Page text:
Questions about Mass


#1

Hello

I have now been to Mass twice. The experience has been genuinely great and has moved me in ways I could never imagine. Despite the worries and concerns of my Wife and friends, I have no doubts whatsoever about my wish to convert to Catholicism (it really is coming home isn’t it?!) and am praying for patience as I want it all to happen yesterday.

However, I have some questions that might seem silly to very experienced Catholics but as someone new to Mass, I have made some observations that could do with clarification.

Please go easy on me:o

  1. In my old CofE church, when I received Communion, I was given both the bread and wine. On both my visits to Mass, I noticed my Priest take both body and blood, whereas the rest of the worshipers took only the body. Is there a reason for this, or have I been mistaken and not been paying proper attention?

  2. Would it be offensive to ‘proper’ Catholics for me to make the sign of the cross during Mass? (when the others do of course) At the moment, I am just trying to keep up with everyone else and to be honest am copying the person in front of me/next to me. I realise that experience will help my understanding but I would feel better knowing if my making the sign of the cross would be wrong.

  3. I’m embarrassed :blush: to ask this question but here goes: Both before and after receiving the Eucharist, some people kneel, some people sit and some stand. With reference to my previous question, I of course just copy the person next to me. However, I am puzzled as to why there are these differences - though I presume it’s merely personal choice.

I said these questions would seem silly but nevertheless would welcome any responses.

Thanks


#2
  1. Communion under both species is up to the Pastor of the Church. In my Diocese, there are only a couple of Churches that I know of that don’t offer Communion under both species. But bear in mind, when you receive just the host, you are still receiving the Body and the Blood (and the Soul and the Divinity) of Christ.

  2. Catholics have not copyrighted the “Sign of the Cross” (Hey, there’s an idea). You can make it with everyone else all you want. It’s simply recalling your Baptismal vows.

  3. The Diocese recommends what to do during the “Thanksgiving Meditation” after communion. If they have kneelers, I prefer to kneel, simply in reverence to the awesome gift God has given to His most unworthy servant!

Good Luck in your journey!!!


#3

In some Catholic Churches they only give communion to the congregation under one species, the bread. The Priest takes both species as part of the Mass.

  1. Would it be offensive to ‘proper’ Catholics for me to make the sign of the cross during Mass? (when the others do of course) At the moment, I am just trying to keep up with everyone else and to be honest am copying the person in front of me/next to me. I realise that experience will help my understanding but I would feel better knowing if my making the sign of the cross would be wrong.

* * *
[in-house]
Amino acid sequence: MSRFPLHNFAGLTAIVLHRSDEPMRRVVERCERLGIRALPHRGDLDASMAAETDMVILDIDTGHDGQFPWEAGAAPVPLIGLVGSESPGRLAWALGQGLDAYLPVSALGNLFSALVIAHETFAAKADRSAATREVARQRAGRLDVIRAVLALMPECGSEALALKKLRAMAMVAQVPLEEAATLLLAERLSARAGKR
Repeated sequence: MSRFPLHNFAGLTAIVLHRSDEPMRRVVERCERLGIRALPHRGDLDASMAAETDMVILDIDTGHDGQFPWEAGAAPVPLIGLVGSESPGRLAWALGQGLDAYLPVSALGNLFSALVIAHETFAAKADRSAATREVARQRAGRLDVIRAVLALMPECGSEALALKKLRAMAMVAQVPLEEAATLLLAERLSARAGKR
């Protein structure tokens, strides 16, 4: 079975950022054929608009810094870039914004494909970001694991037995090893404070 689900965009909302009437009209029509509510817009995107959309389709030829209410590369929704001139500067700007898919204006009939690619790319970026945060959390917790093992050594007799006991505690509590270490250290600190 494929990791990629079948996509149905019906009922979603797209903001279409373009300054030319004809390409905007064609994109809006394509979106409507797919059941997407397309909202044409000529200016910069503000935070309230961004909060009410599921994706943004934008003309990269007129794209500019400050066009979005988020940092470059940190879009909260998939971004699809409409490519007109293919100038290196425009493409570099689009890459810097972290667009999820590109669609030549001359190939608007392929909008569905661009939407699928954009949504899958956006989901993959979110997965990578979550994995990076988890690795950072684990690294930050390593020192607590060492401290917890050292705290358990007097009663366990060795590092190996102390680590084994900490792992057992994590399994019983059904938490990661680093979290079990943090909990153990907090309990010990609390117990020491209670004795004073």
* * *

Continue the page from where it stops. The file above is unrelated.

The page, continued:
The sign of the cross is not (to my knowledge) reserved only for Catholics. I for one would not be offended.

  1. I’m embarrassed :blush: to ask this question but here goes: Both before and after receiving the Eucharist, some people kneel, some people sit and some stand. With reference to my previous question, I of course just copy the person next to me. However, I am puzzled as to why there are these differences - though I presume it’s merely personal choice.

Well, it is not merely a personal choice. Part of the answer depends on where you are attending Mass. In the United States it is common to kneel after receiving communion but I believe we are allowed to sit. Before communion, again in the US, we kneel just after the Agnus Dei until we get up to go to communion. I personally have never seen anyone stand after communion. Also some of the Eastern Rite Churches may differ.

hth.


#4

Umm, sorry what does CofE stand for? Episcopalians? I assume you’ve received a valid baptism(“I baptise you in the name of the Father and of the Son and of the Holy Spirit”). Know that, until you are Catholic and have received the proper training, you cannot receive Jesus yet…I’m sorry! That’s just the way it is.
Since each species contains the whole Body, Blood, Soul, and Divinity of Christ only one species is necessary, although many like to receive under both species to feel closer to the Last Supper. Priests receive under both always because it’s part of the liturgy.
Just remember to PLEASE, PLEASE not receive Communion until you are Catholic(until the priest has decided you are ready to receive Communion).

  1. Would it be offensive to ‘proper’ Catholics for me to make the sign of the cross during Mass? (when the others do of course) At the moment, I am just trying to keep up with everyone else and to be honest am copying the person in front of me/next to me. I realise that experience will help my understanding but I would feel better knowing if my making the sign of the cross would be wrong.

I don’t think it would be offensive. It’s a prayer that can be used by all. Anyone can bless themselves with the Trinity’s Name…reminding themselves of Jesus’s Sacrifice for us.

  1. I’m embarrassed :blush: to ask this question but here goes: Both before and after receiving the Eucharist, some people kneel, some people sit and some stand. With reference to my previous question, I of course just copy the person next to me. However, I am puzzled as to why there are these differences - though I presume it’s merely personal choice.

In our parish we all kneel or sit(usually those who sit have medical leg problems). It is up to choice, although unity in formation is good, so if you go to a Mass where everyone is kneeling or sitting, you should probably do what they do(that is if what you would do would seem out of the ordinary to many).